On 18 August, the trial begins at the District Court of New York. MP3.com is sentenced to repayment of 250 million dollars to the Universal Music Group, approximately 25.000 dollars for each CD used.

March 2000.
Gnullsoft is the section devoted to the development of Open Source software within Nullsoft, the manufacturer of the popular Winamp (MP3 software player) recently purchased by America On Line (AOL).
Gnullsoft releases the first version of a new, revolutionary Peer-to-Peer protocol: Gnutella.
The web page hosting the download of the program is soon closed down by the company itself, but the public release of the Source Code enables anyone to use the Gnutella protocol to develop other programs. Within a short time, several dozen different Gnutella software clones are available on the Internet.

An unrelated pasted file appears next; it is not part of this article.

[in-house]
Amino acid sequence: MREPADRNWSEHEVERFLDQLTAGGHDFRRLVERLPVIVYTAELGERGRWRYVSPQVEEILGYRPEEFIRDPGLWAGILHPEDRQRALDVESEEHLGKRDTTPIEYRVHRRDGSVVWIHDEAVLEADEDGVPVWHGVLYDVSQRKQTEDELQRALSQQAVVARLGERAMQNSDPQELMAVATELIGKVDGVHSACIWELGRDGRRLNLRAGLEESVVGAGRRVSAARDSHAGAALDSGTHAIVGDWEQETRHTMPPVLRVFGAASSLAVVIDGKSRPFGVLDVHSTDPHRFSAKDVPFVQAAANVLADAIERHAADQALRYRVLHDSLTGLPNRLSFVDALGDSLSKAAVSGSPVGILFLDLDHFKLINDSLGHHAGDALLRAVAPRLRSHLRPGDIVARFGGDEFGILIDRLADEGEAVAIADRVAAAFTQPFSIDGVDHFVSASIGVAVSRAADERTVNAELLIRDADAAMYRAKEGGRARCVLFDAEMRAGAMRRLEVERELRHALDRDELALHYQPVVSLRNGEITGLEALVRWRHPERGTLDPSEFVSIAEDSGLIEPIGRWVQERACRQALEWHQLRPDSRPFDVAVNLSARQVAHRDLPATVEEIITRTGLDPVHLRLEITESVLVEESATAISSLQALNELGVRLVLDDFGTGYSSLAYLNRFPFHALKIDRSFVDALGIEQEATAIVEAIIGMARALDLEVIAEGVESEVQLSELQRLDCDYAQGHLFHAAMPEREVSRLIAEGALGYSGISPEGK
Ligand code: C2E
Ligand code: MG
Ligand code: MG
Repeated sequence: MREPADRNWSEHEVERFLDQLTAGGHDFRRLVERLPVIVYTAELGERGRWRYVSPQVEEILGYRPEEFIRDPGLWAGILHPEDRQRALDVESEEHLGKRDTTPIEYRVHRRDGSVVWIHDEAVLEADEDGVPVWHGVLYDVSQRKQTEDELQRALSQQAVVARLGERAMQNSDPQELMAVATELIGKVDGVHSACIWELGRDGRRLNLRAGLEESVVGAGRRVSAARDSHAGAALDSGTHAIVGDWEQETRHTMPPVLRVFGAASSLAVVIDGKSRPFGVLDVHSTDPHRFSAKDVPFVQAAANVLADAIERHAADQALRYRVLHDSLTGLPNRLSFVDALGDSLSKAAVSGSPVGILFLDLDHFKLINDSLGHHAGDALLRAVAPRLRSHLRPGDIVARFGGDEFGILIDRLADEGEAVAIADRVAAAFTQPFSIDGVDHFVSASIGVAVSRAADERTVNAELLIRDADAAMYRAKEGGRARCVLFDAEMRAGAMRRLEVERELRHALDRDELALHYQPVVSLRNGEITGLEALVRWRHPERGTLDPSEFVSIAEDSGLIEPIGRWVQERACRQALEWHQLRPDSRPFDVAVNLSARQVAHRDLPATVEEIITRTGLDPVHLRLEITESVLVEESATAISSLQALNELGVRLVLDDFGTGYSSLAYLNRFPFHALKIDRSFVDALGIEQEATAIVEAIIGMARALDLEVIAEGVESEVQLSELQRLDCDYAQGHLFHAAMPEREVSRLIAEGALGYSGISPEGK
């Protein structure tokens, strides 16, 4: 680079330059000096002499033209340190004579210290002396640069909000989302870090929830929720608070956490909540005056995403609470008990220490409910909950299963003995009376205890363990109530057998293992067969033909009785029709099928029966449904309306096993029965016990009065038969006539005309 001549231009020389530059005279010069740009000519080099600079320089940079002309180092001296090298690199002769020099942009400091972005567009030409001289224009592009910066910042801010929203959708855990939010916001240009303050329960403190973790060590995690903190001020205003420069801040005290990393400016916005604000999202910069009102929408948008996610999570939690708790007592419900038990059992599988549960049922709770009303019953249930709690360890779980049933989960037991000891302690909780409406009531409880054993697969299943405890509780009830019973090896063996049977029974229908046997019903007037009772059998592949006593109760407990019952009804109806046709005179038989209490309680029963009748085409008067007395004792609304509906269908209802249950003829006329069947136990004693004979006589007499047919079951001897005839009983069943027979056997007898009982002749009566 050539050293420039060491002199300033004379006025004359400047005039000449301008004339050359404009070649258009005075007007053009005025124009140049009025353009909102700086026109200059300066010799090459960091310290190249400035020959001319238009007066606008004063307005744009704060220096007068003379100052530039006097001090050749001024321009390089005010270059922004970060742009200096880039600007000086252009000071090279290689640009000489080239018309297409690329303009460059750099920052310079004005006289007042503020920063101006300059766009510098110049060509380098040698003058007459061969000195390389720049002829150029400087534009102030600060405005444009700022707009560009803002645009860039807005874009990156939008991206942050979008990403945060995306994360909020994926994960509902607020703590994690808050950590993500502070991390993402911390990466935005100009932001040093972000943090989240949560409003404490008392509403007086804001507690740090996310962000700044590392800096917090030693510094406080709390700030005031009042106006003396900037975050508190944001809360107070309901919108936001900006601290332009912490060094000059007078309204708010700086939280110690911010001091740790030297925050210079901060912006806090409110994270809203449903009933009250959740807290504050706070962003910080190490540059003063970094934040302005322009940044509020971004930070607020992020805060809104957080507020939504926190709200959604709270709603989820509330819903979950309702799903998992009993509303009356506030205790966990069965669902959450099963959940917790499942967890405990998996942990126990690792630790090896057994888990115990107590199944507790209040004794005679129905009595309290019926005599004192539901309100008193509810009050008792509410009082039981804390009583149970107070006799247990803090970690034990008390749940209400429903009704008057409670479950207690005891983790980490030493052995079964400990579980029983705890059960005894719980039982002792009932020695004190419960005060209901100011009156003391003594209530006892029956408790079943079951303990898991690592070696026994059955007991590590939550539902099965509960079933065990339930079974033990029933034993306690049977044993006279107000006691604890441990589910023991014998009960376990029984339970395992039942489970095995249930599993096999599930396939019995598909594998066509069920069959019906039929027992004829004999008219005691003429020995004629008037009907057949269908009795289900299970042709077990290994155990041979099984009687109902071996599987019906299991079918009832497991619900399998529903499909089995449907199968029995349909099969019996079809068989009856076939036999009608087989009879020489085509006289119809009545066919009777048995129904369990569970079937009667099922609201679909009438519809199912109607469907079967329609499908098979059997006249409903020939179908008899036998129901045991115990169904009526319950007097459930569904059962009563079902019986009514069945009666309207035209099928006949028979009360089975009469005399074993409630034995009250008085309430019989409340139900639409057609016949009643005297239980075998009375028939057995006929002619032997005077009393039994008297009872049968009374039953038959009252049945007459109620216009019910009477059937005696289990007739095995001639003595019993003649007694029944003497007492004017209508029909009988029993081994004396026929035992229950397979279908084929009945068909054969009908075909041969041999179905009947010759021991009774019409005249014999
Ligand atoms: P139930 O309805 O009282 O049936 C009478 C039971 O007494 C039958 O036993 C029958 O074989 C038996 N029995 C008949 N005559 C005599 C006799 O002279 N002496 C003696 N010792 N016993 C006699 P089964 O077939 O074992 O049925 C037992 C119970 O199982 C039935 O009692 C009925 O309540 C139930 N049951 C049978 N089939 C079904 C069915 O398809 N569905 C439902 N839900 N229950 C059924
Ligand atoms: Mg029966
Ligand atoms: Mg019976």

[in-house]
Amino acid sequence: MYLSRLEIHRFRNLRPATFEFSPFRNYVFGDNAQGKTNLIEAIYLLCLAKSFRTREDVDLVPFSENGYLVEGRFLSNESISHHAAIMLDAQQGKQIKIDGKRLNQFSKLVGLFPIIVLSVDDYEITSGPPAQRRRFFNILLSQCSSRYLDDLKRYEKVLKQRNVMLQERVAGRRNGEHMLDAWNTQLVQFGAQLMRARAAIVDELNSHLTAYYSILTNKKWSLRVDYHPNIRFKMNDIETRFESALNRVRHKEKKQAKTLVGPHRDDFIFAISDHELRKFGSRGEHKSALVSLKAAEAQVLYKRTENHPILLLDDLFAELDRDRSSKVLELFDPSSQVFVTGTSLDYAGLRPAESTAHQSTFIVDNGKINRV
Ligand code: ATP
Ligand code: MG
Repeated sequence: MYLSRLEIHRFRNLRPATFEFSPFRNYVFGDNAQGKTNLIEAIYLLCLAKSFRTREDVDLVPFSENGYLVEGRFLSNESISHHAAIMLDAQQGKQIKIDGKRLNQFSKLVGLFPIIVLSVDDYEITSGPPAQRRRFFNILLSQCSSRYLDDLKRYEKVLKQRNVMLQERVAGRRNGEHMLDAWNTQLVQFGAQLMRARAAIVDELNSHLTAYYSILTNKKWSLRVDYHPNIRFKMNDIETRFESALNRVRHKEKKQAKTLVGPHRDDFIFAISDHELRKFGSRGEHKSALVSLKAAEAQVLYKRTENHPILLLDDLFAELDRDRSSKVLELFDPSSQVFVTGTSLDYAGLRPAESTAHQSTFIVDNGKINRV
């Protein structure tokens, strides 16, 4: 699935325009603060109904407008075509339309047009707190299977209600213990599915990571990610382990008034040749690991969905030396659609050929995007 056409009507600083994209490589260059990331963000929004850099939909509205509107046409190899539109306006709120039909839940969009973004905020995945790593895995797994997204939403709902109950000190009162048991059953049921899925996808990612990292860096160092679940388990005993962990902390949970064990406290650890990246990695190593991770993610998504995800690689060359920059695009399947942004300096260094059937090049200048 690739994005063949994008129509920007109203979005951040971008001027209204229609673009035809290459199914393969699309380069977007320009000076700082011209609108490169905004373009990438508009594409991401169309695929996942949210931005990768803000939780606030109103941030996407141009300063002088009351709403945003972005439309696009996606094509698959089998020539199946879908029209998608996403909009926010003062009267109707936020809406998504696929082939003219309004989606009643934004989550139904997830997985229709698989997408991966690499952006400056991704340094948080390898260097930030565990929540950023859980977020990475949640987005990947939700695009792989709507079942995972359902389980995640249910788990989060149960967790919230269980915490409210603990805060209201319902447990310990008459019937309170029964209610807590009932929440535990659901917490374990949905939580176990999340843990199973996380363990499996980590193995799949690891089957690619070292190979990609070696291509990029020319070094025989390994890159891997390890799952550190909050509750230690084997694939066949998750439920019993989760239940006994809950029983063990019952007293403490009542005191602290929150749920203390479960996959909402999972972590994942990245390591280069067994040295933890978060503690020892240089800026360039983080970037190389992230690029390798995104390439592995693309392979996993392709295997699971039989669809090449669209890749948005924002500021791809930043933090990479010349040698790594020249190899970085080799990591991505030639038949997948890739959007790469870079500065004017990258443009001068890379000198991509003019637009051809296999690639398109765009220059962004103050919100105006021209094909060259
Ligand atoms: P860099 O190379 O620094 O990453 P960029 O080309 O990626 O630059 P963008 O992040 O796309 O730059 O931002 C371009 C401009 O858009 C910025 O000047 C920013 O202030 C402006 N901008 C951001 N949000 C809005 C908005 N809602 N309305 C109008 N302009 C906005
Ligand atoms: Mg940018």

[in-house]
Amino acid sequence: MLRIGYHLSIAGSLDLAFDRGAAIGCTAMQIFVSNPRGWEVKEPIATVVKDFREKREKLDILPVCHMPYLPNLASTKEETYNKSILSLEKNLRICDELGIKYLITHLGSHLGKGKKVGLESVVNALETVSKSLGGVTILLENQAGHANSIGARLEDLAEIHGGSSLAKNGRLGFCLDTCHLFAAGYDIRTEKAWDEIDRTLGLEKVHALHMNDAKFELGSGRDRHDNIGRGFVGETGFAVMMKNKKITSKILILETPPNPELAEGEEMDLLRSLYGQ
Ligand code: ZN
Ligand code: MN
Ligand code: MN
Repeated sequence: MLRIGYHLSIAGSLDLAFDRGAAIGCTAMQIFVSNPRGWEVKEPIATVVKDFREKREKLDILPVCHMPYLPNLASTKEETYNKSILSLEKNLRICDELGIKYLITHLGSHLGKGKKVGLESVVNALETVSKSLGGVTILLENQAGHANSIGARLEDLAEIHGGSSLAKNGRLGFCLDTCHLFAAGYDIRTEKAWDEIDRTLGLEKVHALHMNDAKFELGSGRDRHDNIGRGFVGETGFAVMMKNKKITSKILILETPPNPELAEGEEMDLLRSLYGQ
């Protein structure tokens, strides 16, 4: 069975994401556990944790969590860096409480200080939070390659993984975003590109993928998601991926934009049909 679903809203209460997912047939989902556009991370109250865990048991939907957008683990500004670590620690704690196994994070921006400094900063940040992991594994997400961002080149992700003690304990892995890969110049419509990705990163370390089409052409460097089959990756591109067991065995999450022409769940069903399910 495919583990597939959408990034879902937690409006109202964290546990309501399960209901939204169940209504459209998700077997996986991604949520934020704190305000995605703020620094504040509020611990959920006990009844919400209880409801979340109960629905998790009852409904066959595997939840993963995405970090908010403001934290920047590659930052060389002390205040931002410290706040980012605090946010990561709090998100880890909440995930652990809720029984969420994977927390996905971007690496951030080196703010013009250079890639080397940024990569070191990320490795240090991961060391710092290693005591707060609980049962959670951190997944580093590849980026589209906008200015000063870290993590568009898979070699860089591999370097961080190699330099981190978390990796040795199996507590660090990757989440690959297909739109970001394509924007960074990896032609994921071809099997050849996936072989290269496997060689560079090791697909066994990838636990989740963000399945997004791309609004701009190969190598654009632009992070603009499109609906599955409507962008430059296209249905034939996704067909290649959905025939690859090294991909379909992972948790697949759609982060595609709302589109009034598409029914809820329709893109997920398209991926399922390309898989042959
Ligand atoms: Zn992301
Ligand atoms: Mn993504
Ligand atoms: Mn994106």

Gnutella
Gnutella is a Peer-to-Peer protocol with a substantial difference from Napster: user-shared files are not searched by a central server but in a decentralized manner by the Peer-to-Peer network itself. Gnutella was designed to connect up to the entire network of users, establishing a link with any one of them.In short, a Gnutella client connects to another Gnutella client who,in turn, connects to another Gnutella client, using a method similar to word-of-mouth to perform document search.
A Gnutella client is also a Gnutella server and this characteristic makes the protocol technically and legally attack-proof. Gnutella does not belong to a company and any responsibility can only be attributed to the end user: the person who shares the file.
In comparison with the centralized search by Napster, the only disadvantage of Gnutella is the high consumption of network resources by each user.